Saturday, April 20, 2013

Checked Out and On Our Way

We checked out of Savusavu late yesterday, and we're on our way east around the eastern tip of Fiji. Winds are light, so it is a good time to be motoring east. They are supposed to fill in tomorrow, so we are lolly-gagging a bit. Should be out in the open ocean by tomorrow, headed north to Funafuti.

Thursday, April 18, 2013

Almost Ready to Leave Fiji

We had a nice weekend in Namena 10 days ago, and a beautiful sail back (another beam reach in 12 knots of wind).

Soggy Paws at Namena

Since then we've been working furiously to get ready to leave Fiji. Dave has been (as usual) completing "projects"... new Bebi Electronics anchor light mounted. New "from the cockpit" mainsail reefing system. Finishing filling holes and painting the deck where we removed the old arch.

The New Arch Finished

The New (Removable) Bow Sprit

Mounting a 2-foot "bow sprit" out the anchor roller tray, to try to get our roller furling Code Zero sail out further away from the Genoa so we can keep them both mounted and use whichever one is appropriate for the winds. (If they are too close together, then tend to bind on each other when furling, which can be a bad thing if you're trying to get the sail in in a hurry because of high winds).

I have (as usual) been working on the computer... getting ready for "almost no internet" for the next 3-4 weeks while we are in transit (and poor overall internet in the Marshall Islands), trying to get our rental condo booked up for the summer, etc.

I have also spent a lot of time researching about the trip through Tuvalu (Funafuti) and Kiribati (Tarawa), and in the Marshall Islands. I have completed a good first draft of "The Fiji to Marshalls Compendium", and am working on a first edition of "The Marshalls Compendium" (see all our Compendiums here) I have also completed a fairly complete set of Google Earth Charts for the Fiji-to-Marshalls trip and the beginnings of the Marshalls charts.

And of course, there's the provisioning... making sure Dave won't go hungry (and I won't go thirsty) for the next 3 weeks is quite a big job. We expect to catch some fish, but our freezer is stocked, we've got tons of tomatoes and other veggies. Plus a bunch of meals pre-cooked for meals underway.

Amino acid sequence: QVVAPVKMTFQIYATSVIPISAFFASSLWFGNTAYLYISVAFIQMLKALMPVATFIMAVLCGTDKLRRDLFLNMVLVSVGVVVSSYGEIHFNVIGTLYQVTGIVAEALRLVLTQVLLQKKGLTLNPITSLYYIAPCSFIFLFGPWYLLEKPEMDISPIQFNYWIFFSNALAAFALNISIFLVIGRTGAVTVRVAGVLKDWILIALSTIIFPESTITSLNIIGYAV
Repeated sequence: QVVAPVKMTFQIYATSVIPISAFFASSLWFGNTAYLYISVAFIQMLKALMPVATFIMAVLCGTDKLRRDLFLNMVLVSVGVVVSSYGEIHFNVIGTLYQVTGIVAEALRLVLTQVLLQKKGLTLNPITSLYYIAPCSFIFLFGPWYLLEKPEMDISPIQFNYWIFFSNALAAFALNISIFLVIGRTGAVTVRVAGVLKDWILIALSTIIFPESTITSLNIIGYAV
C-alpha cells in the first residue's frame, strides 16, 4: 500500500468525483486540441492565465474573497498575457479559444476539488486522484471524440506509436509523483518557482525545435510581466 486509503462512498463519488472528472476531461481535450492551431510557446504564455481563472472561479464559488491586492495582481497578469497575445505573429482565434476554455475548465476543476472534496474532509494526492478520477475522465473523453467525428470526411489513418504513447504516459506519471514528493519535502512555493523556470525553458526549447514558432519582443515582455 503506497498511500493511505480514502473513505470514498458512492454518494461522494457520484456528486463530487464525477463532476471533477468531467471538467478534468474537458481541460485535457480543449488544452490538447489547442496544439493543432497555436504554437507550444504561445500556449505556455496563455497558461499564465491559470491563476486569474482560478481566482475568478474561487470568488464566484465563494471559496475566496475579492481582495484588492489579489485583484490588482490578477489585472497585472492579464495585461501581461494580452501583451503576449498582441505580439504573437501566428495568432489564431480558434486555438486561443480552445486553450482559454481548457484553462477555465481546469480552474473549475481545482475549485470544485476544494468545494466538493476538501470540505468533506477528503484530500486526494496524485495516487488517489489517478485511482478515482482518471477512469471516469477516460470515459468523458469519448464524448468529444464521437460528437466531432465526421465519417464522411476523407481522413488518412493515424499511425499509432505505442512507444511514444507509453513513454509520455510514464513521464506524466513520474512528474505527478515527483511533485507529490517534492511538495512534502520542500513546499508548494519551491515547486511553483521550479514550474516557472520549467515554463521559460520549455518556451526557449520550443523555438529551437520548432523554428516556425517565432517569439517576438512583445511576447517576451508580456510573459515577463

Provisioning the Important Stuff!

We are going to rush a bit through the islands on the 1500 miles to the Marshalls. We have gotten word of a possible dive trip to Bikini Lagoon that some friends based at Kwajalein are arranging. It is possible to visit Bikini on your own boat, but without difficult and expensive arrangements, you can't dive the wrecks there. We are hoping that this expedition friends have arranged will allow us to dive the wrecks. But we have to make it all the way to Bikini by about May 25. So our plan is to make quick stops only in Funifuti and Tarawa and blast on up to Majuro by about May 10. Then we'll have a week in Majuro to get organized and get our "out island" permits before heading out to Bikini (with a planned stop in Kwajalein on the way).

Whoosh!!! here we go again...

Friday, April 5, 2013

Off to Namena for a Weekend of Diving

Wahoo, great weather for a shakedown sail to Namena!

We spent a very short week trying to finish up projects and get the boat put back together for sailing. The arch is pretty much complete. We've got new bright LED cabin lights (twice the light at 20% the power), and for the first time in a year, I have light on my side of the bunk!!

Dave spent the last 2 days doing small things... equalizing batteries, checking out the engine, putting things away. While I worked on catching up with internet and finances (we still haven't filed our taxes...), and provisioning.

Meanwhile, Jerry's new crew, Ulyana, joined Challenger just before Easter, and she spent the last week getting dive certified. Jerry wanted to take her on a little shakedown cruise, and we all wanted to get out and dive Namena one more time before we leave Fiji.

We got the genoa up this morning, pulled out of Savusavu at about 9:30, and are under full sail for the first time since we took the genoa down in September. We are doing almost 7 knots with a about 15 knots on the beam.

We'll be back in to Savusavu on Monday to finish provisioning and preparing for our trip north to the Marshall Islands. No internet for a few days.


At 04/05/2013 10:42 PM (utc) our position was 16°51.65'S 179°14.60'E